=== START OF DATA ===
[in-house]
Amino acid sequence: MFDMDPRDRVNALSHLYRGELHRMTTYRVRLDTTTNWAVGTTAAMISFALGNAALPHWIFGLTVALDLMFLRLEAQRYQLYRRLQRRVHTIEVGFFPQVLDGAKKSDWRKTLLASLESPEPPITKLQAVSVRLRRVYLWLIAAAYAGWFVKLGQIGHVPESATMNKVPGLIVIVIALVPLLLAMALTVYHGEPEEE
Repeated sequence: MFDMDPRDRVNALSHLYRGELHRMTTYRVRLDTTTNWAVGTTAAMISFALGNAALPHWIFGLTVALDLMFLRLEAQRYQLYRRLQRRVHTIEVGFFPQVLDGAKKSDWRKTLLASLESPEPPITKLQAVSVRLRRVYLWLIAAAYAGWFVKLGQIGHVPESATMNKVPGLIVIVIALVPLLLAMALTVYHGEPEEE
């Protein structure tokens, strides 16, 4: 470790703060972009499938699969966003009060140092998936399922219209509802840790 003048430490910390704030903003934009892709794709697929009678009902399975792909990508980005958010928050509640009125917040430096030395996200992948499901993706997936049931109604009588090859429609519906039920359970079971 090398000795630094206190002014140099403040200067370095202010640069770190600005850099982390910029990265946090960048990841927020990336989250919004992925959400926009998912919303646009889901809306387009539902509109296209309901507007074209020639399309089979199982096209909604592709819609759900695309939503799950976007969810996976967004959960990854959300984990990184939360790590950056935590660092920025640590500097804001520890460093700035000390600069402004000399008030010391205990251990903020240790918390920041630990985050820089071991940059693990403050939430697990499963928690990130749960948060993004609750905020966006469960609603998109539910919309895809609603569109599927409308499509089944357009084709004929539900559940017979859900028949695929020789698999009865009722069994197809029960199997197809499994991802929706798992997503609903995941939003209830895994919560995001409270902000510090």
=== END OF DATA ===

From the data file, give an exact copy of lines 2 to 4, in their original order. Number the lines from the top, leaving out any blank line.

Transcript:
Amino acid sequence: MFDMDPRDRVNALSHLYRGELHRMTTYRVRLDTTTNWAVGTTAAMISFALGNAALPHWIFGLTVALDLMFLRLEAQRYQLYRRLQRRVHTIEVGFFPQVLDGAKKSDWRKTLLASLESPEPPITKLQAVSVRLRRVYLWLIAAAYAGWFVKLGQIGHVPESATMNKVPGLIVIVIALVPLLLAMALTVYHGEPEEE
Repeated sequence: MFDMDPRDRVNALSHLYRGELHRMTTYRVRLDTTTNWAVGTTAAMISFALGNAALPHWIFGLTVALDLMFLRLEAQRYQLYRRLQRRVHTIEVGFFPQVLDGAKKSDWRKTLLASLESPEPPITKLQAVSVRLRRVYLWLIAAAYAGWFVKLGQIGHVPESATMNKVPGLIVIVIALVPLLLAMALTVYHGEPEEE
């Protein structure tokens, strides 16, 4: 470790703060972009499938699969966003009060140092998936399922219209509802840790 003048430490910390704030903003934009892709794709697929009678009902399975792909990508980005958010928050509640009125917040430096030395996200992948499901993706997936049931109604009588090859429609519906039920359970079971 090398000795630094206190002014140099403040200067370095202010640069770190600005850099982390910029990265946090960048990841927020990336989250919004992925959400926009998912919303646009889901809306387009539902509109296209309901507007074209020639399309089979199982096209909604592709819609759900695309939503799950976007969810996976967004959960990854959300984990990184939360790590950056935590660092920025640590500097804001520890460093700035000390600069402004000399008030010391205990251990903020240790918390920041630990985050820089071991940059693990403050939430697990499963928690990130749960948060993004609750905020966006469960609603998109539910919309895809609603569109599927409308499509089944357009084709004929539900559940017979859900028949695929020789698999009865009722069994197809029960199997197809499994991802929706798992997503609903995941939003209830895994919560995001409270902000510090």